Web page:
- Popeyes announced on Friday it would roll out a new logo, restaurant design, and food packaging.
- The chain’s new look is part of “The Modern Popeyes Renaissance,” a larger initiative to expand the chain’s presence around the world.
- Popeyes has been able to defy the odds and continue making a large profit during the pandemic, setting it apart from other fast-food chains and putting in a solid position to start expanding.
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At a time when many restaurants are being forced to scale down or cut back, Popeyes is launching an ambitious global expansion starting with a brand new look.
On Friday, the fried chicken chain announced in a press release sent to Business Insider that it would roll out a new logo, store design, and food packaging look as part of “The Modern Popeyes Renaissance,” a larger plan to expand the chain’s presence around the world. Popeyes’ global expansion will begin aggressively in China, where it plans to open over 1,500 restaurants in the near future.
“Today Popeyes is formally introducing a refreshed brand identity including an updated logo, new iconography, revived color palette, and more. It was time for Popeyes to translate its Louisiana roots with a more modern approach,” a Popeyes spokesperson told Business Insider in an email.
The redesign was led by design firm Jones Knowles Ritchie, and the new stores will feature a white exterior and palette and hand-drawn iconography. Their interiors will be sleeker, brighter, and airier, with colorful decals on the wall.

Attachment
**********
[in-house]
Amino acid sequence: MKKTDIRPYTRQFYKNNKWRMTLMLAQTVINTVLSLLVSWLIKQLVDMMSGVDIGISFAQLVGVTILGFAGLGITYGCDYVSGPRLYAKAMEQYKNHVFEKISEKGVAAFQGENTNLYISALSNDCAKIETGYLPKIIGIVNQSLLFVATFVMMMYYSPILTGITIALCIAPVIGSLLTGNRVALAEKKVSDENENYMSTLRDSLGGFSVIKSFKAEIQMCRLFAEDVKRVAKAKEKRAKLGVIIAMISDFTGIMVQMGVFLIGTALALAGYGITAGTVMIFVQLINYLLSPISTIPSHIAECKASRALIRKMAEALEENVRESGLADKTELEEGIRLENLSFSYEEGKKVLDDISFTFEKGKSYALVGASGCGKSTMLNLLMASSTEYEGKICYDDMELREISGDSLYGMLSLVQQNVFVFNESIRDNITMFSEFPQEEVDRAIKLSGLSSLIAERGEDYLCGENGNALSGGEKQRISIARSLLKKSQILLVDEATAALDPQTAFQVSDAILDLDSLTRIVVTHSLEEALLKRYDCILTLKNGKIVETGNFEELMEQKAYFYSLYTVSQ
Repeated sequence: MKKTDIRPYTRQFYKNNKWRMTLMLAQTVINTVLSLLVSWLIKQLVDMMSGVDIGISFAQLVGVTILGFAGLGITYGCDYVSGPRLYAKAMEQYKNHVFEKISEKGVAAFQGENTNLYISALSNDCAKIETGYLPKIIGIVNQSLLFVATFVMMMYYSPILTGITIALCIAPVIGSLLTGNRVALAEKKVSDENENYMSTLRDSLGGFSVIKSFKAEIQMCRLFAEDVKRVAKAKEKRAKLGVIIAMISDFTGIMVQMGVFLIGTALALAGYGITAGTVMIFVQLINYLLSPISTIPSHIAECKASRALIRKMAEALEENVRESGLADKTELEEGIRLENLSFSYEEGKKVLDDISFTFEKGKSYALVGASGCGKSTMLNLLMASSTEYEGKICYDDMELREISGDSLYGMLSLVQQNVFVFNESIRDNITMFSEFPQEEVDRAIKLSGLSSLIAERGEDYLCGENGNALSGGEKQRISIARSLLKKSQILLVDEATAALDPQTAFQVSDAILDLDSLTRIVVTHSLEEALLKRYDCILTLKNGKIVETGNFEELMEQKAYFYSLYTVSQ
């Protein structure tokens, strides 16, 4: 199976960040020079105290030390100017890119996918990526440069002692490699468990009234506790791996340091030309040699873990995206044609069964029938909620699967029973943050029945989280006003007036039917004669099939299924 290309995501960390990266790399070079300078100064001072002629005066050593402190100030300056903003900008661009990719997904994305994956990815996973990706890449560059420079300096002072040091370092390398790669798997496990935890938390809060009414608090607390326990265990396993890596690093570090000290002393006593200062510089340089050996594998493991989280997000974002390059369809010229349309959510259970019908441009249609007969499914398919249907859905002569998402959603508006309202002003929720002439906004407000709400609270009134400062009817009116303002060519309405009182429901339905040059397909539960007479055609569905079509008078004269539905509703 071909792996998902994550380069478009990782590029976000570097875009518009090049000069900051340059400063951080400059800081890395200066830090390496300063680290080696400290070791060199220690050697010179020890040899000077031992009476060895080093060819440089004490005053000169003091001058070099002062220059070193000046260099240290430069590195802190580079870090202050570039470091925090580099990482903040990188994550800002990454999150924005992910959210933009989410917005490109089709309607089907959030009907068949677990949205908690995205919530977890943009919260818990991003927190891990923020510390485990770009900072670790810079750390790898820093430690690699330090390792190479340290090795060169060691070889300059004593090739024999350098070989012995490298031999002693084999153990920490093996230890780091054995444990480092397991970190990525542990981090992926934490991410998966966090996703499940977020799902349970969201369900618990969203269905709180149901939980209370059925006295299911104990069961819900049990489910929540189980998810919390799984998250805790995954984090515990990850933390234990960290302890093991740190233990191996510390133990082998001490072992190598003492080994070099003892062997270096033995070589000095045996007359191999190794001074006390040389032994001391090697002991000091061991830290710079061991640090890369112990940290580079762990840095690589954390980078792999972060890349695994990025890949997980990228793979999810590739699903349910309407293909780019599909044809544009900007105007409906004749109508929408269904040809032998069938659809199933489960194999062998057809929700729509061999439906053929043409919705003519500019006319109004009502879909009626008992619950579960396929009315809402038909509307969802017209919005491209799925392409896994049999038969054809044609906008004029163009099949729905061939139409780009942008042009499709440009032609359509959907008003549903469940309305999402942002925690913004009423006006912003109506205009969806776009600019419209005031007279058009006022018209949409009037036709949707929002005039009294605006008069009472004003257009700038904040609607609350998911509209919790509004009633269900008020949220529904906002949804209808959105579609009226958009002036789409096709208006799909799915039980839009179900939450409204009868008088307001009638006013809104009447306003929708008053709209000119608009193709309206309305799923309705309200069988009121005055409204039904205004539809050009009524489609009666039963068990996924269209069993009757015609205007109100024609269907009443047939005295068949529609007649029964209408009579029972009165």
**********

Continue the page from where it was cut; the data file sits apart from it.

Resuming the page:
The continued success of Popeyes’ sandwich has allowed the brand to defy the odds and post a 29% year-over-year sales increase during the first quarter. It’s the only fast-food brand to continue seeing gains through the pandemic as other chains struggle to hold on to plummeting sales. And despite the ongoing pandemic, Popeyes opened its first location in China to throngs of eager fans on May 23.
Popeyes’ major wins in the last few months have given the chain’s leaders the confidence to forge ahead with expansion plans. Its “Renaissance” is designed to create a brand that’s sustainable beyond the hype for its chicken sandwich.
That’s why even the logo has changed. The wordmark logo features thicker, straighter letters, and has dropped the red for a cleaner look. The combination mark has been transformed from a red “P” encircled by the words “Louisiana Kitchen” into the white silhouette of a chicken on an orange background orange. Food packaging will also look different and will feature hand-drawn patterns.
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